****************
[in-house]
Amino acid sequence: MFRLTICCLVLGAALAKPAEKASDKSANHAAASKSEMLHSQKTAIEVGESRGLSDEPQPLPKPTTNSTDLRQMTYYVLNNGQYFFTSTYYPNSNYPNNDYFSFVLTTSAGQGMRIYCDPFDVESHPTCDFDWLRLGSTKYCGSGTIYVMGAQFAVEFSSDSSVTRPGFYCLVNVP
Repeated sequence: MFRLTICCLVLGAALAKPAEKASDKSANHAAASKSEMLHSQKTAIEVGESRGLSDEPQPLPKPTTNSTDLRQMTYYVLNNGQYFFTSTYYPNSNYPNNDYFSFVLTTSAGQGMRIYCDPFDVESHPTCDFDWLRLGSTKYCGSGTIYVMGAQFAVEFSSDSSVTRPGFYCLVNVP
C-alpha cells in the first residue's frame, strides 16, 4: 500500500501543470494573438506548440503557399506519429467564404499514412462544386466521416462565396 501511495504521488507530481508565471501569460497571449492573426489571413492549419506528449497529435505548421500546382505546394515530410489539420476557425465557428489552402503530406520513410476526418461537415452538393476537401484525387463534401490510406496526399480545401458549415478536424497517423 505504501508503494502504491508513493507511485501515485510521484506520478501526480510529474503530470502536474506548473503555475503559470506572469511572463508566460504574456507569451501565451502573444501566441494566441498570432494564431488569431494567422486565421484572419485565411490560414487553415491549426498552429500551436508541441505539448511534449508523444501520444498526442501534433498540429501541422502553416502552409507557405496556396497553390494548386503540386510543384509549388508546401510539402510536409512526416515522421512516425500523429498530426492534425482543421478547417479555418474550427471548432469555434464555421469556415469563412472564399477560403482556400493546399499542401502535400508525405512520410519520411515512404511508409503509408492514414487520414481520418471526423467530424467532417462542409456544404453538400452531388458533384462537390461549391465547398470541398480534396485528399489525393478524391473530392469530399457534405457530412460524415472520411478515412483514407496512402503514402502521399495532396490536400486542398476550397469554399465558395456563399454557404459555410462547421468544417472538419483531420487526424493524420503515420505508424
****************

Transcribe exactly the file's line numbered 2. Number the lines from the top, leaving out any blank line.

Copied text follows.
Amino acid sequence: MFRLTICCLVLGAALAKPAEKASDKSANHAAASKSEMLHSQKTAIEVGESRGLSDEPQPLPKPTTNSTDLRQMTYYVLNNGQYFFTSTYYPNSNYPNNDYFSFVLTTSAGQGMRIYCDPFDVESHPTCDFDWLRLGSTKYCGSGTIYVMGAQFAVEFSSDSSVTRPGFYCLVNVP